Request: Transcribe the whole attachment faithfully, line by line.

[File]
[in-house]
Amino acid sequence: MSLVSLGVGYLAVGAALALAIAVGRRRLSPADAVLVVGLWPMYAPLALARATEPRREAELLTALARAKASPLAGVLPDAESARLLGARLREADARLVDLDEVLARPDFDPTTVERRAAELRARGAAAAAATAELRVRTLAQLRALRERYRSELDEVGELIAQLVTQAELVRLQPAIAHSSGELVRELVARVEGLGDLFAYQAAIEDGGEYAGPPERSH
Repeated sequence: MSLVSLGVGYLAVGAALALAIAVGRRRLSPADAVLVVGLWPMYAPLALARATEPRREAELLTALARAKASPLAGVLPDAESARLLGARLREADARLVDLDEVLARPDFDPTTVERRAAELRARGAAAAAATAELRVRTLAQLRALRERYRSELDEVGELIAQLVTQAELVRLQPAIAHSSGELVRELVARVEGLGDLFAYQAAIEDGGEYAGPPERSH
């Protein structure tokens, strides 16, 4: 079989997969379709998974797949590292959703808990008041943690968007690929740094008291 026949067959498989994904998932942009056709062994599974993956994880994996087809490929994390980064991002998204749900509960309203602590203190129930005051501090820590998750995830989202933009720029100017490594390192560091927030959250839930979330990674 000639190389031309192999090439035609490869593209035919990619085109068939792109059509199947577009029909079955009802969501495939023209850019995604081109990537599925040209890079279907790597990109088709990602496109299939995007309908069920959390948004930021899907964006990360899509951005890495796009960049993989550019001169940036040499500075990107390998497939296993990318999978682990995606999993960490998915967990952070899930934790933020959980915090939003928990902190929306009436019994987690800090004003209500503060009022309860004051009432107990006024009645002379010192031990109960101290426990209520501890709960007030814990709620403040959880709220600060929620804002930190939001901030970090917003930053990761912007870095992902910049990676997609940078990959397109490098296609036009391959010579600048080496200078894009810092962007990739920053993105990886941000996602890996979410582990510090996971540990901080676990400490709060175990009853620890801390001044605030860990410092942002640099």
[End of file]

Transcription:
[in-house]
Amino acid sequence: MSLVSLGVGYLAVGAALALAIAVGRRRLSPADAVLVVGLWPMYAPLALARATEPRREAELLTALARAKASPLAGVLPDAESARLLGARLREADARLVDLDEVLARPDFDPTTVERRAAELRARGAAAAAATAELRVRTLAQLRALRERYRSELDEVGELIAQLVTQAELVRLQPAIAHSSGELVRELVARVEGLGDLFAYQAAIEDGGEYAGPPERSH
Repeated sequence: MSLVSLGVGYLAVGAALALAIAVGRRRLSPADAVLVVGLWPMYAPLALARATEPRREAELLTALARAKASPLAGVLPDAESARLLGARLREADARLVDLDEVLARPDFDPTTVERRAAELRARGAAAAAATAELRVRTLAQLRALRERYRSELDEVGELIAQLVTQAELVRLQPAIAHSSGELVRELVARVEGLGDLFAYQAAIEDGGEYAGPPERSH
């Protein structure tokens, strides 16, 4: 079989997969379709998974797949590292959703808990008041943690968007690929740094008291 026949067959498989994904998932942009056709062994599974993956994880994996087809490929994390980064991002998204749900509960309203602590203190129930005051501090820590998750995830989202933009720029100017490594390192560091927030959250839930979330990674 000639190389031309192999090439035609490869593209035919990619085109068939792109059509199947577009029909079955009802969501495939023209850019995604081109990537599925040209890079279907790597990109088709990602496109299939995007309908069920959390948004930021899907964006990360899509951005890495796009960049993989550019001169940036040499500075990107390998497939296993990318999978682990995606999993960490998915967990952070899930934790933020959980915090939003928990902190929306009436019994987690800090004003209500503060009022309860004051009432107990006024009645002379010192031990109960101290426990209520501890709960007030814990709620403040959880709220600060929620804002930190939001901030970090917003930053990761912007870095992902910049990676997609940078990959397109490098296609036009391959010579600048080496200078894009810092962007990739920053993105990886941000996602890996979410582990510090996971540990901080676990400490709060175990009853620890801390001044605030860990410092942002640099």